The church of Agios Varnavas and Ilarionas (Saint Barnabas and Hilarion) is built on the west bank of Serrahis’ tributary river, Peristeronas, of the homonymous village. Along with the church of Agia Paraskevi of Geroskipou, they constitute the only five-domed churches of Cyprus. The church of Agios Varnavas and Ilarionas, is dated to the end of the 11th - beginning of the 12th century. It is quite possible that it replaced an earlier church, which probably belonged to the type of the three-aisled, barrel-vaulted basilica. In 1959, during the course of restricted excavation work in the church’s interior, a semi-circular synthronon was found within the apse, along with the base of a templon screen. Part of the original church’s north wall still survives, incorporated in the western part of the wall of the existing church.
The church belongs to the type of the three-aisled, barrel-vaulted basilica. The narthex is a later addition with contemporary repairs. The church’s belfry was built in the 19th century. The oldest wall-painting samples belong to the 15th and 16th century. The 16th century altar-doors of the iconostasis also survive. The plaster fragments of the templon screen belonging to the church’s first architectural phase, dated to the Middle Byzantine period, are on display in the narthex.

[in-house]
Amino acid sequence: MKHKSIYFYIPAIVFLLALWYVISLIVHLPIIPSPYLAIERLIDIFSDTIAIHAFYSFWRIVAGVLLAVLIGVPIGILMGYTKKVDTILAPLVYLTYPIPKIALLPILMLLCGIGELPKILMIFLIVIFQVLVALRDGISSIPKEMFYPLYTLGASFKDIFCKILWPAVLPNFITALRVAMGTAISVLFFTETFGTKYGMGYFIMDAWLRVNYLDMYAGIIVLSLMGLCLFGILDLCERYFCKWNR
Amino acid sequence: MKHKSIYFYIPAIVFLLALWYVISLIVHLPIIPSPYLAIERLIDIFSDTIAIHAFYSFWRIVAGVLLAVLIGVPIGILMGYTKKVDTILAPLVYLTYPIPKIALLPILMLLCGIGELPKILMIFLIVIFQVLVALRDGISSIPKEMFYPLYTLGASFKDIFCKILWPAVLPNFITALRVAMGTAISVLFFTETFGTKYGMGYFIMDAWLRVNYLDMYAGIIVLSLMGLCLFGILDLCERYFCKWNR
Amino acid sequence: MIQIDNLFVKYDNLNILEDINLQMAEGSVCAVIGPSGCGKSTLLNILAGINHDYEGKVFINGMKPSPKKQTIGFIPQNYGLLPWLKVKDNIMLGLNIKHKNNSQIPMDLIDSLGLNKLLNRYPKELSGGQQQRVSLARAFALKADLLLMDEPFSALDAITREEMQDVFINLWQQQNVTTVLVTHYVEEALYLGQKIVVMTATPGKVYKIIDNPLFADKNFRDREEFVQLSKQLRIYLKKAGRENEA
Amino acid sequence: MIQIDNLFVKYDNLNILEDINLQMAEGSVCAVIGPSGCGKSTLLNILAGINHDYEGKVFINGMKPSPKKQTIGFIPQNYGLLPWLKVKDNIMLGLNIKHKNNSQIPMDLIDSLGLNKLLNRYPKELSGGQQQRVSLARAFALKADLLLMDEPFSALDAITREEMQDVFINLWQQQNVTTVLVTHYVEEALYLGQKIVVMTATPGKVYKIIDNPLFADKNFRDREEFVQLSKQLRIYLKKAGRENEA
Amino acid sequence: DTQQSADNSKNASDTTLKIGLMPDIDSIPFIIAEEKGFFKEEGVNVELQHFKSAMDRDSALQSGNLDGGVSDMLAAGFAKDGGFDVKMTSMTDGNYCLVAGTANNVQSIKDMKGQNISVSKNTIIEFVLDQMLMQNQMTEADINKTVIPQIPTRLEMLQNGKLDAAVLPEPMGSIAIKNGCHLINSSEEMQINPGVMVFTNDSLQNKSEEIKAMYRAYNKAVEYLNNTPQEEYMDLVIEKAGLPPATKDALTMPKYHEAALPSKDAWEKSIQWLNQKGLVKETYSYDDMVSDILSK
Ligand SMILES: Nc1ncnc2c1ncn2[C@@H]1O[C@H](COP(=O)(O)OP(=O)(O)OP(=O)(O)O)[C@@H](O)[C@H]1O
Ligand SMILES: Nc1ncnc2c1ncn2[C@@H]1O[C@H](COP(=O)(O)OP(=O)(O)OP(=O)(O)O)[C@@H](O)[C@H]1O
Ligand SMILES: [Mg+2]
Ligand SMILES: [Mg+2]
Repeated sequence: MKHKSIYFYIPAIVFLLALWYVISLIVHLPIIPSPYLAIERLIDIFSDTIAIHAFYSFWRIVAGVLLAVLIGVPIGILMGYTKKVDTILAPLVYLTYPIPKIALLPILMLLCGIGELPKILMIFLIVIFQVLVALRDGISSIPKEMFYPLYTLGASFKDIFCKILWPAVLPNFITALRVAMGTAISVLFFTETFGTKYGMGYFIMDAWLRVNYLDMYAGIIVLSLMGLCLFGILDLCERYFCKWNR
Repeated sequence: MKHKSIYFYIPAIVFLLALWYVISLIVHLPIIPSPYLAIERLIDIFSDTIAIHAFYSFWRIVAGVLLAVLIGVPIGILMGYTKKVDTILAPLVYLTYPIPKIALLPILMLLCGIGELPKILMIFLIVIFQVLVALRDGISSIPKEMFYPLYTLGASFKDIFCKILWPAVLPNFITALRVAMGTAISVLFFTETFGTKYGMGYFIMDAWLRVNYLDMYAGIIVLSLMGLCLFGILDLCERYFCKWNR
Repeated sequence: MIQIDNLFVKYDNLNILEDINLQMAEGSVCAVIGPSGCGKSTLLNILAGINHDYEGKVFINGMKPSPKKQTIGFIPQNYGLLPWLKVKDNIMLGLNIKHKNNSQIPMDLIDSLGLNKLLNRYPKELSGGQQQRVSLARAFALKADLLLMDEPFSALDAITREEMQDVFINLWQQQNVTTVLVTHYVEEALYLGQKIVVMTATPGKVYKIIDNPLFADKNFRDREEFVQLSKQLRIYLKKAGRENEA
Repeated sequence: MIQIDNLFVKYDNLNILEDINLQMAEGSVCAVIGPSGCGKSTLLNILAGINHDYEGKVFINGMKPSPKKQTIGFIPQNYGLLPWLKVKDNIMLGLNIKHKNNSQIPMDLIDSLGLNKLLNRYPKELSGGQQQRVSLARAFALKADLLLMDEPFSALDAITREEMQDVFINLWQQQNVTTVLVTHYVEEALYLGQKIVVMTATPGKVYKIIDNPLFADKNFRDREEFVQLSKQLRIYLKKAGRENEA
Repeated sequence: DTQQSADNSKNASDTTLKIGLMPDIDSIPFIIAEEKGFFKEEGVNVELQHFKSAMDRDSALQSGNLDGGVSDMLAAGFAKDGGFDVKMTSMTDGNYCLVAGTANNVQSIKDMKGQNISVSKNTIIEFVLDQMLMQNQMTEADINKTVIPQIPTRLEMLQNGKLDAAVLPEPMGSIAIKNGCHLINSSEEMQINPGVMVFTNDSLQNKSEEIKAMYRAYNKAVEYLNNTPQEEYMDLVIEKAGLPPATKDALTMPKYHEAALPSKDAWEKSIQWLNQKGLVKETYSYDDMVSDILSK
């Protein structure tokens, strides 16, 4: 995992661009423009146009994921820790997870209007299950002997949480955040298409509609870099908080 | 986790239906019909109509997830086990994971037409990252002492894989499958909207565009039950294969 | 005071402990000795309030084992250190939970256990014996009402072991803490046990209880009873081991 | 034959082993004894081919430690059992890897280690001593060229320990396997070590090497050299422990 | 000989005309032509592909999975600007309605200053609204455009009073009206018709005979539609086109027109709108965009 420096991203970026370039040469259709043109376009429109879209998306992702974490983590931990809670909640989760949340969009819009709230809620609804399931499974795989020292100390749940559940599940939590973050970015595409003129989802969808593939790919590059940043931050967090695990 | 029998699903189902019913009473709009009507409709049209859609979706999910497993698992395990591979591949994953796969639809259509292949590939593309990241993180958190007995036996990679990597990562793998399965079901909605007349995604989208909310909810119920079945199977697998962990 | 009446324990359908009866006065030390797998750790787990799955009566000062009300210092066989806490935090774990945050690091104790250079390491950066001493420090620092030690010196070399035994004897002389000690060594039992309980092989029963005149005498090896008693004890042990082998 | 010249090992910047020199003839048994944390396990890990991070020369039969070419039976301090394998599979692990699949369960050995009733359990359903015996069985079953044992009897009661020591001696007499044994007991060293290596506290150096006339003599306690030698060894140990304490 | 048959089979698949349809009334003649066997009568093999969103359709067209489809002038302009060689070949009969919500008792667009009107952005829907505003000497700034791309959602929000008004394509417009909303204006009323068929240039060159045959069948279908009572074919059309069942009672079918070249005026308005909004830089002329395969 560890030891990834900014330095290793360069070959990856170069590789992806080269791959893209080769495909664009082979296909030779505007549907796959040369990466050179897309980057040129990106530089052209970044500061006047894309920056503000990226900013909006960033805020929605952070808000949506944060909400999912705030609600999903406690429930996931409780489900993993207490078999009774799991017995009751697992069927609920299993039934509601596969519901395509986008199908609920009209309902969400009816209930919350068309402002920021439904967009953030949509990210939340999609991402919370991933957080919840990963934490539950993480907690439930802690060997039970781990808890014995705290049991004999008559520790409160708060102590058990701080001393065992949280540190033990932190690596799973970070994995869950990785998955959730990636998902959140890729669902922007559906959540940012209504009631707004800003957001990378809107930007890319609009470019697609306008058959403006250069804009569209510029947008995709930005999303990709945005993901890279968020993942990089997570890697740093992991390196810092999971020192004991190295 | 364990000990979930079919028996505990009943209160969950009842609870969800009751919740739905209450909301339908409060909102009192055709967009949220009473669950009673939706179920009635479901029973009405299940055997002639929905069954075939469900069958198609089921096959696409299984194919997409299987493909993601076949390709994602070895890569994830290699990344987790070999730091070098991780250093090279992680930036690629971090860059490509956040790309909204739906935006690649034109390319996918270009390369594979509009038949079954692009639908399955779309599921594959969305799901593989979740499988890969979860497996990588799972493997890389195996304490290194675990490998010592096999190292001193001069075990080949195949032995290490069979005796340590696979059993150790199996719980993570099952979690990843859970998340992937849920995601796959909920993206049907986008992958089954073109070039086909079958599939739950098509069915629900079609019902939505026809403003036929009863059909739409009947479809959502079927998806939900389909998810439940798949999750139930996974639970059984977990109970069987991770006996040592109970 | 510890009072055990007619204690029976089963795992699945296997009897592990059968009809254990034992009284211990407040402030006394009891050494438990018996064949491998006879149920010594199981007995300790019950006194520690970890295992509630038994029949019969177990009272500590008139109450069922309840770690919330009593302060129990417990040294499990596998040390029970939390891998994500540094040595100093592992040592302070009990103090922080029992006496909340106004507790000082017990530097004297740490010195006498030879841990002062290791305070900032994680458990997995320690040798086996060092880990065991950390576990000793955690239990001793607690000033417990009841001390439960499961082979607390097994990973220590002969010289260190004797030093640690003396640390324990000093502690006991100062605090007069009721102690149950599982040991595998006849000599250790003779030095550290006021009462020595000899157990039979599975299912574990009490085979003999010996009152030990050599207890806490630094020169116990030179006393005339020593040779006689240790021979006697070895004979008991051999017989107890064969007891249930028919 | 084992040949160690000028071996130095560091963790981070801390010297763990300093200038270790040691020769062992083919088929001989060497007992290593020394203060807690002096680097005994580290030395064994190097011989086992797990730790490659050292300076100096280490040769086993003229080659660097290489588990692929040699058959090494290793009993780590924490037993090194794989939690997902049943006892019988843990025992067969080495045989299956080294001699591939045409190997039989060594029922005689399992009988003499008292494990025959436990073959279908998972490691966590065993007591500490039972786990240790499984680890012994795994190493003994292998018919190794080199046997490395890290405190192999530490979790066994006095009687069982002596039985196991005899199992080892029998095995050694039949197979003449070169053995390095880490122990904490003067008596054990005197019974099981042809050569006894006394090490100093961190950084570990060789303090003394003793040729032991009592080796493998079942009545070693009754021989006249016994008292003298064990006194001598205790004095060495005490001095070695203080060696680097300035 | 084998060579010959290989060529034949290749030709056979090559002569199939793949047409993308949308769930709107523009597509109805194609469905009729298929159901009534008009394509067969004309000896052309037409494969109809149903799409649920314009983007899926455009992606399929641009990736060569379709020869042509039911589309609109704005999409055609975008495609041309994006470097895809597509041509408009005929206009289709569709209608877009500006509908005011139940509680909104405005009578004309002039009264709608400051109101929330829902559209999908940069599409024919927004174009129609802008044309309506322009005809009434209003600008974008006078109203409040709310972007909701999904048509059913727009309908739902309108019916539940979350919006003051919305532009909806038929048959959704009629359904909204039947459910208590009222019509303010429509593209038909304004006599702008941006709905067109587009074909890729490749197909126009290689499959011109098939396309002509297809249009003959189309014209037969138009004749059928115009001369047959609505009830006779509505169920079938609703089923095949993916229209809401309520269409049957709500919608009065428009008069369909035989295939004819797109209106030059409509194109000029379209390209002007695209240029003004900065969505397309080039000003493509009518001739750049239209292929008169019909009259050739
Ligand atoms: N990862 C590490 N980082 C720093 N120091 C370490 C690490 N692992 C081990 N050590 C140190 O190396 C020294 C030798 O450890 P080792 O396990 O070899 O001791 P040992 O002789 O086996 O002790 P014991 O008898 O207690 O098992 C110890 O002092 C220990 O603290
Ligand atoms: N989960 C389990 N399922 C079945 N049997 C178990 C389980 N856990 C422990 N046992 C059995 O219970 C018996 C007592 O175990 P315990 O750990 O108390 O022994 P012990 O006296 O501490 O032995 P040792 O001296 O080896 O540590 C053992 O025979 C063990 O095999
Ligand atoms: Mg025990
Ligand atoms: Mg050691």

Opening and closing times are subject to alterations without notice. Visitors are advised to check before visiting.
Tip: You can relax, unwind and drink your coffee in the Cafe which is located just beside the Church.
Venetian walls encircle the old city having a circumference of 4,5 km and possesses eleven heart-shaped bastions. There are only three gates in the North, South and East. Famagusta gate is one of them. The gate was built in 1567 by Venetians, as a part of the new city walls and was originally called the Porta Giuliani after its designer Giulio Savorgnano who designed the Venetian walls. It was restored by the Ottomans in 1821 and a lookout was added to the gate for a probable Greek revolt. During the early Ottoman period, only Ottomans were allowed to pass through the gate on horseback, while Christians and foreigners were obliged to walk. The gate was locked at sunset and reopened at sunrise and remained closed on Fridays, the Muslim holy day, to allow the guards time to pray. During British Colonial times the spacious rooms of the gate served as a warehouse for fuel and other materials. Even though a gradual process of preservation was carried out from 1934 to 1981, humidity problems prevailed, and the Gate fell into disuse.